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Jack Thomas writes: “I’ve been a journalist for more than 60 years. So after doctors delivered the news, I sat down to do what came naturally, if painfully: Write this story.” As a teenager, Thomas says he often wondered how his life would change if he knew that he would die soon. “How does a person live with the knowledge that the end is coming? How would I tell family and friends? Would I be depressed? Is there an afterlife? How do you get ready for death, anyhow? I was raised Episcopalian, though I didn’t turn out to be a very good one. Unlike Roman Catholics, Jews, and atheists, we Episcopalians are very good at fence-sitting. We embrace all viewpoints, and as a result, we are as confused as the Unitarians.”
Meet the meteorite hunters who rush in when space rocks crash to Earth
It’s around 8 a.m. on April 27, 2022. A woman outside of Hattiesburg, Mississippi, is relaxing in her hot tub, lulled into a quiet calm as her horses neigh in the distance. Suddenly, a blinding red-yellow light shoots across the sky. In Baton Rouge, Louisiana, a man stuck in traffic sees the same light ignite the heavens—“like a welder’s torch,” he’d later write in an eyewitness account. Moments later, a series of sonic booms thunder across southwestern Mississippi so loudly that NASA would equate the event to the detonation of three tons of TNT. In Tucson, Arizona, Ashley Humphries starts making travel plans with her friend Mark Lyon. In Eureka Springs, Arkansas, Steve Arnold contemplates hopping in his pickup truck. In Connecticut, Roberto Vargas looks into flights. If there really are meteorites on the ground, hundreds of thousands of dollars could be on the line. But these hunters will need to act fast if they want a piece of it—literally.
Young and homeless in rural America
One evening in June, Scott Cooper, a high school football coach in rural southern Ohio, received a text from Blake, one of his linebackers. Blake, who was 17, would miss practice the next day, and so would his brother Lee Jr., who was 15. Another text followed with an explanation: Their family had to move, and right away. The family, including an older brother who had graduated from high school, had left their last home suddenly as well, just 18 months earlier. Before moving to Gallia County, they lived in Portsmouth, about an hour’s drive west, where the boys’ father, Lee, worked in landscaping and their mother, LeAnn, collected workers’ compensation after injuring her back as a home health aide.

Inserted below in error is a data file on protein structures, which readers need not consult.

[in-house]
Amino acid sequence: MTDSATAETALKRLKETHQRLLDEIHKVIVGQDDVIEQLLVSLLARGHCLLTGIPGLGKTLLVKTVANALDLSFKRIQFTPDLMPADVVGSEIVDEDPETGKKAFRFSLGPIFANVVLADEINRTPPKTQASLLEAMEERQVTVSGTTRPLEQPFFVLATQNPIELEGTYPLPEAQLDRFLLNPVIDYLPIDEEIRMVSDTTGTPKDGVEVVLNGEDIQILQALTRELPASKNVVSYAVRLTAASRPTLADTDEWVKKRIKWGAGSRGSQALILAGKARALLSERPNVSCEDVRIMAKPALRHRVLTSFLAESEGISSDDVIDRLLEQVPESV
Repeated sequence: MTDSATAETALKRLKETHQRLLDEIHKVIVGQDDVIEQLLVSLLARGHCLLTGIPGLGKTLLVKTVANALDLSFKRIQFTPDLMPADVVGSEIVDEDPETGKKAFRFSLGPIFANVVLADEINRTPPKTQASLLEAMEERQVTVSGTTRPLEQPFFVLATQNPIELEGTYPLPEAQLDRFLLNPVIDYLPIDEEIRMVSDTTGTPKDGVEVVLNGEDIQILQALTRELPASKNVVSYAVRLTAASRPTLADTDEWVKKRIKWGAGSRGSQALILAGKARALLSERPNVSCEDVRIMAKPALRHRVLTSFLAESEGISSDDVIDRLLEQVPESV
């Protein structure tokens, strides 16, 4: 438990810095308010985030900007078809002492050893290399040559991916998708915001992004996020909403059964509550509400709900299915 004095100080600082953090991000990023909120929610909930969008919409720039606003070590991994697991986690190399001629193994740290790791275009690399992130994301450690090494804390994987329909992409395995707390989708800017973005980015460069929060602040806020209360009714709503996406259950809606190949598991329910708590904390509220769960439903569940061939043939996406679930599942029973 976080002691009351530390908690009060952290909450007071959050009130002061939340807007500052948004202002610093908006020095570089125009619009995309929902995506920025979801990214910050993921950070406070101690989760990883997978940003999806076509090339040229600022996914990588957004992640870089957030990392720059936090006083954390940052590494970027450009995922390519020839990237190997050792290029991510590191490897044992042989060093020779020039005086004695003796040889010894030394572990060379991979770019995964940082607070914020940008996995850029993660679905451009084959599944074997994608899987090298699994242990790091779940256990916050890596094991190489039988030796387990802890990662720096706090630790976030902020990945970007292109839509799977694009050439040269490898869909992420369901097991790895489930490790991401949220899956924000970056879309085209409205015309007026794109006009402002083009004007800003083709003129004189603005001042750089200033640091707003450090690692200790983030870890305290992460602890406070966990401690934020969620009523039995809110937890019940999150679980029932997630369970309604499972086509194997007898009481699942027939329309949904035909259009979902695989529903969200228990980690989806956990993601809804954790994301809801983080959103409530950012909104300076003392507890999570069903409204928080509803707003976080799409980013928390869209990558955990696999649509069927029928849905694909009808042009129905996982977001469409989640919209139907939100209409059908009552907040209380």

The crashes were staged. The injuries were real
After the impact, after the cars had spun and screeched to a stop, after you realized you were rattled but alive, Mize or another person would rush to the window to collect helmets and braces and pee bottles and burner phones. Mize would hop in a third car with a getaway driver and vanish. The at-fault actor would climb into the driver’s seat of the car Mize had left crumpled behind, ready to take the blame. The first responders would see a totaled car of crash victims bruised, bloodied, whimpering, seemingly in shock or barely conscious. You’d feel like such scum as you were strapped to the stretcher, the responders comforting you as you wasted their time. Cops — sometimes at the scene, sometimes at the hospital — would pull out their collision reports. Showtime.
Scientists say the afterlife is all in your head
The idea that near-death experiences, also known as NDEs, offer proof of an afterlife for the soul has been remarkably persistent, despite an accumulation of scientific evidence to the contrary. Such claims have existed in the historical record since at least Plato’s time; the earliest known account of near-death experiences appeared in the fifth century B.C. But they weren’t widely popularized until the 1970s, when American physician and philosopher Raymond Moody published his best-seller Life After Life, based on his collection of 150 coma survivor’s reports. You don’t want to undermine someone convinced they had a glimpse of the other side, says neuroscientist Anil Seth. “If they experience flying through a ton of light, into a beautiful white open space, then that’s what they experience.” But that experience depends on brain activity. “No brain activity, no mental process.”
The art of bidding, or how I survived prison
Once the guard was gone, a few guys cornered me in my cell and demanded to see my paperwork, the documents new arrivals receive, which detail their criminal charges — prison’s version of a welcoming party, which shows up mostly just to find out if you’re a pedophile. The welcome party’s request to see your paperwork isn’t exactly a friendly one, and of course there’s a natural urge to resist. But refusing to show it is as good as admitting to being a child molester, so everyone just hands it over. Luckily for me, the crime I’d committed had gotten quite a bit of media coverage, so right off the bat one of the guys recognized me. “Oh, dang, you’re one of them art robbers!” he blurted out. The year before, when I was 19, my two best friends and I robbed the Rare Book Room of the Special Collections department at Transylvania University in Lexington, Kentucky.